Drivers in emerging markets are twice as likely to buy a car based on in-vehicle technology options than vehicle performance, according to “Connected Vehicle: What Drivers Want,” a report from Accenture. And, interest in the technology demonstrates the importance of connected vehicles to the auto industry and future sales in those markets, the management consulting firm said.
Thirty-nine percent of the drivers surveyed said their primary consideration when selecting a new car is in-vehicle technology, compared with 14 percent who said vehicle performance was their primary consideration. The in-vehicle technologies and services covered include navigation and traffic services, autonomous driving aids, entertainment, work tools and learning services, safety services, black-box monitors, which track driving behaviors and influence insurance premiums, and passenger-related services.
“Connected vehicle technology is rapidly becoming a key car-purchasing criterion,” said Luca Mentuccia, global managing director for Accenture’s automotive practice. “As a result, it also is dominating much of the industry’s advertising campaigns. Going forward, consumer expectations for better technology will require that manufacturers provide more customized, interactive websites to better aid consumers in making car-buying decisions. Accenture research has shown that the industry needs to consider adopting digital innovations, such as web chat and mobile-enabled websites, to enhance consumers’ digital shopping preferences.”
Drivers in China, Brazil, Indonesia and Malaysia were the most interested in connected-vehicle technologies and digital services and among the participants in emerging economies. Chinese drivers had the highest current usage rates and strongest desire for future use, followed by drivers in Brazil, Indonesia, Malaysia and South Africa. Drivers in the United States have the lowest interest in connected-navigation services, such as real-time traffic information and have low interest in productivity services, such as e-mail and calendar access.
Ninety percent were interested in autonomous driving options related to safety, including lane-changing warning systems, collision-warning systems, lane-keeping systems, automatic braking systems that prevent hitting an object and fully automatic parking. Accenture said demand for aspects of autonomous driving could prompt original equipment manufacturers (OEMs), regulators and industry organizations to address issues preventing widespread use of driverless vehicle technology.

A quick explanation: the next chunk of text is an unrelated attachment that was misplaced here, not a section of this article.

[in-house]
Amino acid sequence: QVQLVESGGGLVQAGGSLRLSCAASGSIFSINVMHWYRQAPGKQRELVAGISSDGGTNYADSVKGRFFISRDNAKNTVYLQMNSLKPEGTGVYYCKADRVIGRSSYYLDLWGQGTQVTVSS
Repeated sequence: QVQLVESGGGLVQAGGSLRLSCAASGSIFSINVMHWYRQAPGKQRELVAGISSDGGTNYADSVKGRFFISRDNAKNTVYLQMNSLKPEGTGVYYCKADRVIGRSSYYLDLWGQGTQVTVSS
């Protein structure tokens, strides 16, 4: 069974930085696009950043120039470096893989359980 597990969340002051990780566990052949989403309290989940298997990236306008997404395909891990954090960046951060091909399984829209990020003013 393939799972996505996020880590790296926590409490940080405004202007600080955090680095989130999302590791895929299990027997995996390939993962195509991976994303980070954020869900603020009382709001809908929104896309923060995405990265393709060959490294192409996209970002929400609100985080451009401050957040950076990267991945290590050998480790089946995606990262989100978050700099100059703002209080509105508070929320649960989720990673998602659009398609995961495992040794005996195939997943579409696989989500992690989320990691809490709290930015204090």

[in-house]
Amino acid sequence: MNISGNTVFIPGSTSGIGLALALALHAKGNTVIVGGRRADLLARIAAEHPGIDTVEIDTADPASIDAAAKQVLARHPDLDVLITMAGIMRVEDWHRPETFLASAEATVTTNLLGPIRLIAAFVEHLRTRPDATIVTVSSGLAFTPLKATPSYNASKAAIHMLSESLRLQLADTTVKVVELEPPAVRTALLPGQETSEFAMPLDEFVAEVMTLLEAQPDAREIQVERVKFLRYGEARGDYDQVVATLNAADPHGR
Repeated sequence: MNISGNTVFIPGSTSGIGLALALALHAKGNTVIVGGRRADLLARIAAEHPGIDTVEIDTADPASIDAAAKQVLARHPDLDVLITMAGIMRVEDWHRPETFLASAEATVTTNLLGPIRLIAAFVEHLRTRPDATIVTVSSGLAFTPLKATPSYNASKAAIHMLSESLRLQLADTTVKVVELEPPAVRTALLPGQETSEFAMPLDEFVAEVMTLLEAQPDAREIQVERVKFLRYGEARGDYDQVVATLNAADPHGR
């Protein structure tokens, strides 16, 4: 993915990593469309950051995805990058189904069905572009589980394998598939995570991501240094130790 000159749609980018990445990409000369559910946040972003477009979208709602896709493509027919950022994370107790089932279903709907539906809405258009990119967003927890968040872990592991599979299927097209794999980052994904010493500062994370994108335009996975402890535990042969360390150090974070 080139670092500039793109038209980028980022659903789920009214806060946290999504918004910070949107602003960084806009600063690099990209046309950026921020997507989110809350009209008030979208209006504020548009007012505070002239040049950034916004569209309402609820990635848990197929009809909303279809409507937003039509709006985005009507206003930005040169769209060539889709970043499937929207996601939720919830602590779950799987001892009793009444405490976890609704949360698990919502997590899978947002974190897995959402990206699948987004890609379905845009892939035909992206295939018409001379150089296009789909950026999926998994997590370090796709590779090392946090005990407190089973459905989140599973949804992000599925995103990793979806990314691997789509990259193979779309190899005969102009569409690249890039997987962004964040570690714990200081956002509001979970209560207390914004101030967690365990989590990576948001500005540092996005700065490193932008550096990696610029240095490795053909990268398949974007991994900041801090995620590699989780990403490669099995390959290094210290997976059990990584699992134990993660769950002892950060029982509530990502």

Vehicle health reports were used by 13 percent of drivers surveyed and 39 percent said they expect to use them soon; 12 percent currently use vehicle lifecycle management services and 37 percent expect to start using it soon. Accenture said there is strong interest in those features and OEMs that tap into that demand could open up new revenue streams around maintenance-related digital services and engine and parts wear and tear.
“This increasing level of demand could lead to the rise of concierge-type digital services as drivers outsource the real-time monitoring of engine performance to third-party service providers, expanding the OEM after-sales revenue model,” Mentuccia said. “However, as drivers increase their demand for next-generation connected vehicle technologies across navigation, infotainment, safety, autonomous driving and mobile device integration, vehicle manufacturers face a challenge in being able to meet the complex integration requirements of a broad array of technologies in each range of vehicles. They must also look at maximizing sales by incorporating the right technologies into the appropriate vehicle range in each country.”
OEMs could further benefit from detailed data from vehicles, which could help improve engineering processes, reduce warranty costs and improve relationships with dealers by more efficiently managing parts inventory and service, Accenture said. Data from vehicles also could enable a portfolio of value-added services, such as vehicle diagnostics, driving dashboards and concierge services, delivered to drivers through devices a vehicle’s head unit, smartphone or tablet, for example.
The survey was conducted by Coleman Parkes Research and consisted of 14,195 online interviews amongst adults in Brazil, China, France, Germany, Indonesia, Italy, Malaysia, South Africa, South Korea, Spain, United Kingdom and the United States. All participants had a car and either had, or planned to buy, a smartphone.
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